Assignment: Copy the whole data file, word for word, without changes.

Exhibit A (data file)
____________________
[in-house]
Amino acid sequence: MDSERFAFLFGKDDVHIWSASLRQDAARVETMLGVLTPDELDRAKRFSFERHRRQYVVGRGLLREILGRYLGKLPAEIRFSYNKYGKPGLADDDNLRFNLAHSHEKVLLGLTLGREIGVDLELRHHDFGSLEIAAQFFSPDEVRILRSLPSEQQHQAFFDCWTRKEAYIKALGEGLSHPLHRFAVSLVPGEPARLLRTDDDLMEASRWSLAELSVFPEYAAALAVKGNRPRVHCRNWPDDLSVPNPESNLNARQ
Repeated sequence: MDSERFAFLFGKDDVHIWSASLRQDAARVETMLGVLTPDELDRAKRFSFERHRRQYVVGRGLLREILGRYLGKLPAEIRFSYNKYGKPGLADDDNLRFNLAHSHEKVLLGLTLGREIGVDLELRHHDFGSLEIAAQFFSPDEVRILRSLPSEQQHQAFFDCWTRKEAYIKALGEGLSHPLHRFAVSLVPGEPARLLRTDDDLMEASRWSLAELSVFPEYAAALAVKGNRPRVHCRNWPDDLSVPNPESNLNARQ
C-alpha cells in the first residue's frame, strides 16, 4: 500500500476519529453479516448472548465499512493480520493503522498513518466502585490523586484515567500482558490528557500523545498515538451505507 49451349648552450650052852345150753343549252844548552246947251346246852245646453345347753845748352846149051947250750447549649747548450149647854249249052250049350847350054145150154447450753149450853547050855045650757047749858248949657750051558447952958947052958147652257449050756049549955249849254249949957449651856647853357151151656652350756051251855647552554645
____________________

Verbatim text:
[in-house]
Amino acid sequence: MDSERFAFLFGKDDVHIWSASLRQDAARVETMLGVLTPDELDRAKRFSFERHRRQYVVGRGLLREILGRYLGKLPAEIRFSYNKYGKPGLADDDNLRFNLAHSHEKVLLGLTLGREIGVDLELRHHDFGSLEIAAQFFSPDEVRILRSLPSEQQHQAFFDCWTRKEAYIKALGEGLSHPLHRFAVSLVPGEPARLLRTDDDLMEASRWSLAELSVFPEYAAALAVKGNRPRVHCRNWPDDLSVPNPESNLNARQ
Repeated sequence: MDSERFAFLFGKDDVHIWSASLRQDAARVETMLGVLTPDELDRAKRFSFERHRRQYVVGRGLLREILGRYLGKLPAEIRFSYNKYGKPGLADDDNLRFNLAHSHEKVLLGLTLGREIGVDLELRHHDFGSLEIAAQFFSPDEVRILRSLPSEQQHQAFFDCWTRKEAYIKALGEGLSHPLHRFAVSLVPGEPARLLRTDDDLMEASRWSLAELSVFPEYAAALAVKGNRPRVHCRNWPDDLSVPNPESNLNARQ
C-alpha cells in the first residue's frame, strides 16, 4: 500500500476519529453479516448472548465499512493480520493503522498513518466502585490523586484515567500482558490528557500523545498515538451505507 49451349648552450650052852345150753343549252844548552246947251346246852245646453345347753845748352846149051947250750447549649747548450149647854249249052250049350847350054145150154447450753149450853547050855045650757047749858248949657750051558447952958947052958147652257449050756049549955249849254249949957449651856647853357151151656652350756051251855647552554645